• NFT platforms can control which NFTs are shown and not-shown in their marketplace, allowing them to “blacklist” some problematic NFTs or creators. Although content moderation is not philosophically aligned with the intent of immutable blockchains, most NFT marketplace users appreciate the removal of known unauthentic or otherwise illegitimate NFTs. 

But there are also some reasons not to invest in and use NFTs:

  • Since most NFTs represent static assets that don't generate any income on their own, they are primarily valued by subjective metrics such as buyer demand. Consequently, sky-high prices may not last forever, and NFTs could lose considerable value.
  • Creating and selling NFTs isn't free, and the fees can add up to more than an NFT is valued by other users on a marketplace.
  • NFTs and the blockchain technology they're built on have an environmental impact since they use up a significant amount of energy to create and verify transactions.
  • Some NFT projects may not guarantee the rights to the digital asset itself, so make sure to do some homework to determine where the digital asset is located (at a web address, in storage in a central cloud location, etc.) and whether you can control moving the asset to a different location. 

Related NFT topics

Are NFTs the right investment for you? 

The NFT movement is new and is an early demonstration of the potential cryptos have to make the digital economy work for more people. Creating and selling digital assets might make a lot of sense for creators. But when it comes to buying NFTs for their value as a collectible, they are a speculative investment. Value is uncertain and will fluctuate based on demand for the work itself.

There's no set rule for figuring out which collectible will increase in value and which one won't. But identifying a new NFT trend early can pay off big later on. Some digital works of art that originally sold for petty values have gone on to sell for many thousands of dollars.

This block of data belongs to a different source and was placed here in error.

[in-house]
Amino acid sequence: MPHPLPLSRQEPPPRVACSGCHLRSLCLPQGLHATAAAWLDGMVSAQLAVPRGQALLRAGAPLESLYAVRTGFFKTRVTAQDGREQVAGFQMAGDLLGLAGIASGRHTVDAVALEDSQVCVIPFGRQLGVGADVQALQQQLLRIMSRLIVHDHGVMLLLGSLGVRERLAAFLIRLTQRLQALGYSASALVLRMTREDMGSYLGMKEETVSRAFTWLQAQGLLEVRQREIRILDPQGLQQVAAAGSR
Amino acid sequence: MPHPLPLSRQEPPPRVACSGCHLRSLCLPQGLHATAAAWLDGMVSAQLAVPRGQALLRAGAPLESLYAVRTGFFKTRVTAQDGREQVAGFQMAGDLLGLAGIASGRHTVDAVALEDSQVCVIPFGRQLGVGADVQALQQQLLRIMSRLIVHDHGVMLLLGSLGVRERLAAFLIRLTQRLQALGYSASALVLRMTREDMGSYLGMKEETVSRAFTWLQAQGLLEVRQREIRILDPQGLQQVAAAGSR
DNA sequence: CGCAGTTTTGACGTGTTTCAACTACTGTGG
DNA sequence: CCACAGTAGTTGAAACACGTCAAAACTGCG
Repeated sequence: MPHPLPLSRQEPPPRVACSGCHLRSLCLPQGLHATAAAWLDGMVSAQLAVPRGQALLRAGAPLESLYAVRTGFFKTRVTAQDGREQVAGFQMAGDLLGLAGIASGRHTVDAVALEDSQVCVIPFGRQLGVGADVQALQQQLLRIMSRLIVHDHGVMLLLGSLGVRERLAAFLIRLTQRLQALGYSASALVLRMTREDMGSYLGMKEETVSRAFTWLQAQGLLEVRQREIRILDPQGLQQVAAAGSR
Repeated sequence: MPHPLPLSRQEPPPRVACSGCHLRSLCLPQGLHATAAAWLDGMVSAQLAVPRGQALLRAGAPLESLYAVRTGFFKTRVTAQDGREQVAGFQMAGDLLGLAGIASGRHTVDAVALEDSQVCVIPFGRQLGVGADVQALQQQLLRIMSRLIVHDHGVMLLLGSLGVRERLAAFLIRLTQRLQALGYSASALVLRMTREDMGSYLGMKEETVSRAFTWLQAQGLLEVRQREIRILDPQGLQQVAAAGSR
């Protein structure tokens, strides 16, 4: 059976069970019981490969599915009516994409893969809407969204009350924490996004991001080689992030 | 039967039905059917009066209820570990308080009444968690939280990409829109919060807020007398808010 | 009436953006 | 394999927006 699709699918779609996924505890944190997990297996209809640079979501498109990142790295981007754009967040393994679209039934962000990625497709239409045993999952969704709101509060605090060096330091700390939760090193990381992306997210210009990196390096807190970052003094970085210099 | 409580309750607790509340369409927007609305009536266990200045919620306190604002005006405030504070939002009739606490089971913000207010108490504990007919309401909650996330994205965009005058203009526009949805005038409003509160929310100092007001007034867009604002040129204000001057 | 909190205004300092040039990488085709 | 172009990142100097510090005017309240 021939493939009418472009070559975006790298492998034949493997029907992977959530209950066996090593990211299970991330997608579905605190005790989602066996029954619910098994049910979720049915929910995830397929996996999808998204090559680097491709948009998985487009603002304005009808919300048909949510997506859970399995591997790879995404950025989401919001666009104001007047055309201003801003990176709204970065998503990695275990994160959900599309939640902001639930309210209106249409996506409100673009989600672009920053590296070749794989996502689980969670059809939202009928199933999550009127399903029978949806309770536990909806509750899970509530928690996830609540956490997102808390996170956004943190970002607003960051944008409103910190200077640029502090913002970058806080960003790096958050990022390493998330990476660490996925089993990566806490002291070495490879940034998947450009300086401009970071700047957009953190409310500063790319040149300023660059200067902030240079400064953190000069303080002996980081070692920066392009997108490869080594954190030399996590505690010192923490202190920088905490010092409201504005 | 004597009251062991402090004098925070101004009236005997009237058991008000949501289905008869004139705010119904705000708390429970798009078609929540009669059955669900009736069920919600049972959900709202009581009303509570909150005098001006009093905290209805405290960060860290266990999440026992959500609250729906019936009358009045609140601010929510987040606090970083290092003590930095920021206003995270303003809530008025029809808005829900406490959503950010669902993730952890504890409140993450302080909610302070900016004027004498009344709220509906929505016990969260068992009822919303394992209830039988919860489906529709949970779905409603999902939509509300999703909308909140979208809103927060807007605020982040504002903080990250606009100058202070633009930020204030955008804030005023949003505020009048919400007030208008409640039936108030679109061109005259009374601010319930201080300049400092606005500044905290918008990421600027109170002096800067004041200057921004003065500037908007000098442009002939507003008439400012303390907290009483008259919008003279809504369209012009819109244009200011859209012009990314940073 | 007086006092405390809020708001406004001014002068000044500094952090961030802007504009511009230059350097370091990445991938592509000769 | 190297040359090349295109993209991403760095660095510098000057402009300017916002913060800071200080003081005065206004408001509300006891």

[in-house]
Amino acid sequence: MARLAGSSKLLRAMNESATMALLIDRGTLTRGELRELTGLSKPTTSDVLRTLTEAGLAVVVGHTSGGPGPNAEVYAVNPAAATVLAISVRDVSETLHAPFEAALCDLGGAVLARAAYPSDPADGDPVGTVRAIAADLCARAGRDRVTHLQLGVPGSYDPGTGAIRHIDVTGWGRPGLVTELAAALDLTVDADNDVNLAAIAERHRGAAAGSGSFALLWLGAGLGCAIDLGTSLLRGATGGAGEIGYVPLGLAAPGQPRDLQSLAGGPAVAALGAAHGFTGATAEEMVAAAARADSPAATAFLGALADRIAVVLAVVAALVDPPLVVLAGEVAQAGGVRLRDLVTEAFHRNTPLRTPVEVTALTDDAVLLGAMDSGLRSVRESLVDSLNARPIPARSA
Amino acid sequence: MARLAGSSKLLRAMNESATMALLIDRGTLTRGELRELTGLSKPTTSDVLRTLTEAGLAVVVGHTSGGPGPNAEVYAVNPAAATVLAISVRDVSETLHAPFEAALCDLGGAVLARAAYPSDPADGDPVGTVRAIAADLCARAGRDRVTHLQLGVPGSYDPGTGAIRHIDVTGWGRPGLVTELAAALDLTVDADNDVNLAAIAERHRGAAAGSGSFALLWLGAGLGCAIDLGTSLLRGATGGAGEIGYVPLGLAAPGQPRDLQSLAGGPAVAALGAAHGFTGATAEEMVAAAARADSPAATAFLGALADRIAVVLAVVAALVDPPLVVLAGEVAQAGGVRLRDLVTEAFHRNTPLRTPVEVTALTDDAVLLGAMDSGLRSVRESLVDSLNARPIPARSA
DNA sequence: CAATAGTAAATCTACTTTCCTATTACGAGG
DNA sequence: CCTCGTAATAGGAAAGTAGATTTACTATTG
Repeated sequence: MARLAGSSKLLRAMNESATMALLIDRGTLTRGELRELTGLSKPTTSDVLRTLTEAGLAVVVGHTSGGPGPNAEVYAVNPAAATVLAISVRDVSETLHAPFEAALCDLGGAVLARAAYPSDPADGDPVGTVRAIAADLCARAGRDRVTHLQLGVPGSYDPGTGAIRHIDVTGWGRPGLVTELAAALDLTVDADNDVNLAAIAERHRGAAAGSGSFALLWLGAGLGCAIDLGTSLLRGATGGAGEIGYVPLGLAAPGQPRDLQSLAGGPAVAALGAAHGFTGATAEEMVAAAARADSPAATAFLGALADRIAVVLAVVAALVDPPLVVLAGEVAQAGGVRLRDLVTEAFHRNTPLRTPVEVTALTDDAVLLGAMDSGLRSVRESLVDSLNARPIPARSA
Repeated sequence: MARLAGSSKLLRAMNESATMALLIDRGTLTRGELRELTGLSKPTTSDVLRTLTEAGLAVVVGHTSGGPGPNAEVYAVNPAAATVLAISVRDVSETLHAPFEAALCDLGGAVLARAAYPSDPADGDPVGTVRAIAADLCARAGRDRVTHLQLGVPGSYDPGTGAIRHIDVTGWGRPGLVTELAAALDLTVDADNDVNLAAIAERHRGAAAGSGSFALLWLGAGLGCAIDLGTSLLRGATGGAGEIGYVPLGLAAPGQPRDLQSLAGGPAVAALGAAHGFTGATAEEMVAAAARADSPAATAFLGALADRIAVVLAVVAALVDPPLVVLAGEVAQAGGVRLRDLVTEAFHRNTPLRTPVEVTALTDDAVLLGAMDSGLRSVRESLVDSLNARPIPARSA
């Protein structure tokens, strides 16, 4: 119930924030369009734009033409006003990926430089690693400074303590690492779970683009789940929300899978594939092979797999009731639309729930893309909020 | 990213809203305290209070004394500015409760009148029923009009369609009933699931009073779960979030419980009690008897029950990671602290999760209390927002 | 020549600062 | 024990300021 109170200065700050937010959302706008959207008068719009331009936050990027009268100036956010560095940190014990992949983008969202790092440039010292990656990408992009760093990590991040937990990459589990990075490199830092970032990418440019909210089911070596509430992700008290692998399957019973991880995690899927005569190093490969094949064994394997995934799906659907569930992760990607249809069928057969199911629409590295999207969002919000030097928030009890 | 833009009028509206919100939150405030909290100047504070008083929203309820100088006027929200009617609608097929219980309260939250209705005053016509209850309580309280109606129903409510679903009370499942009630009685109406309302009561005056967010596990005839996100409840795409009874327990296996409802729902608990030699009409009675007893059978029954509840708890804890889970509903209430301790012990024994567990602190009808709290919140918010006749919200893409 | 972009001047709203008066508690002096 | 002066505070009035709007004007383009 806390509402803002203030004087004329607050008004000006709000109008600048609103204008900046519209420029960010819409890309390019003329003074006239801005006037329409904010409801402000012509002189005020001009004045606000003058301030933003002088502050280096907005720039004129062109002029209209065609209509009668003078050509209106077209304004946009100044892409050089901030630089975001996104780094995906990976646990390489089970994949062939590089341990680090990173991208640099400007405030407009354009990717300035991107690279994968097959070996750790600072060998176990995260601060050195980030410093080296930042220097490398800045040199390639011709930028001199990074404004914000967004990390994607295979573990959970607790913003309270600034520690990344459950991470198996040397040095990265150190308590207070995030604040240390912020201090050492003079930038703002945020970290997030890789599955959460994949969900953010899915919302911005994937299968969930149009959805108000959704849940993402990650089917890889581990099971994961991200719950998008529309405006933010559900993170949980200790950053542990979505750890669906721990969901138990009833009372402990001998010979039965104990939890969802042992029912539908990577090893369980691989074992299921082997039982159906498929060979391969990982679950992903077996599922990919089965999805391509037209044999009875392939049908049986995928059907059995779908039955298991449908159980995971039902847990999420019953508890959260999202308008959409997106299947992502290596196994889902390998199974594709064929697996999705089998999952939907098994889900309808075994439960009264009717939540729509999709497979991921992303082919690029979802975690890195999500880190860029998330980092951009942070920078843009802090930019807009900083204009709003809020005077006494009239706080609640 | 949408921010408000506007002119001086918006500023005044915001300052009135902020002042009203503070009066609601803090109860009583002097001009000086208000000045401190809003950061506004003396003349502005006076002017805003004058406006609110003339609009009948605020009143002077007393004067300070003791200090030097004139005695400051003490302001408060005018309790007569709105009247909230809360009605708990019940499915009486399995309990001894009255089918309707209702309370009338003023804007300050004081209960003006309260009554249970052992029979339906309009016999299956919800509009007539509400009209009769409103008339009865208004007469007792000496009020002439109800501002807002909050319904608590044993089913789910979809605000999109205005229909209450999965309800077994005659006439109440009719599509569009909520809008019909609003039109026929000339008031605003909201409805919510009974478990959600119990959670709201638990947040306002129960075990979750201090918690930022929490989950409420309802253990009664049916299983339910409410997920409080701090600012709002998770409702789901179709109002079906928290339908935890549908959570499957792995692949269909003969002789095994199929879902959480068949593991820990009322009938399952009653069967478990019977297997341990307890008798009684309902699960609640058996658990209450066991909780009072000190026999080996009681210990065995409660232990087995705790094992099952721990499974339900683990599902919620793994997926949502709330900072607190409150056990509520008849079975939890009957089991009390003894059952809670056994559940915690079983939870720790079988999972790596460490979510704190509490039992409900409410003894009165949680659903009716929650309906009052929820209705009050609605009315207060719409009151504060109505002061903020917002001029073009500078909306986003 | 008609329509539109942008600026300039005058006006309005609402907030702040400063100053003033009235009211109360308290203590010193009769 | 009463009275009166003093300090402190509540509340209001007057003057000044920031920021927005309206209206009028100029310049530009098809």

If you have an eye for art, music, etc., and you enjoy collecting, dabbling in NFT investing might make sense for you. Some things to look for when buying include the creator of the asset, how unique the piece is, the history of the asset's ownership, and whether, once owned, an asset could be used to generate income (for example, payment to view a piece or relicensing fees).

As to the argument that NFTs are a "bubble" waiting to pop, bubbles are usually only revealed in hindsight. But bear in mind that doesn't change the fact that digital assets could indeed cool off at some point in the future. In fact, crypto and NFT projects began to witness widespread pullback in early 2022 along with the stock market. Weigh the risks, and diversify your investments -- perhaps by mixing in cryptos as well as stocks of businesses developing blockchain technology to your NFT portfolio.

NFTs are in the early days of development. It's a promising new front in the world of technology, but risks abound when investing in any movement's nascent stage. Tread lightly as you learn more about NFTs, and remember to stay diversified with your investments to limit the risk of any single asset derailing your wealth-building progress.

John Mackey, former CEO of Whole Foods Market, an Amazon subsidiary, is a member of The Motley Fool’s board of directors. Nicholas Rossolillo has positions in Amazon, Bitcoin, Ethereum, Etsy, Polkadot, and Solana. The Motley Fool has positions in and recommends Amazon, Bitcoin, Ethereum, Etsy, and Solana. The Motley Fool has a disclosure policy.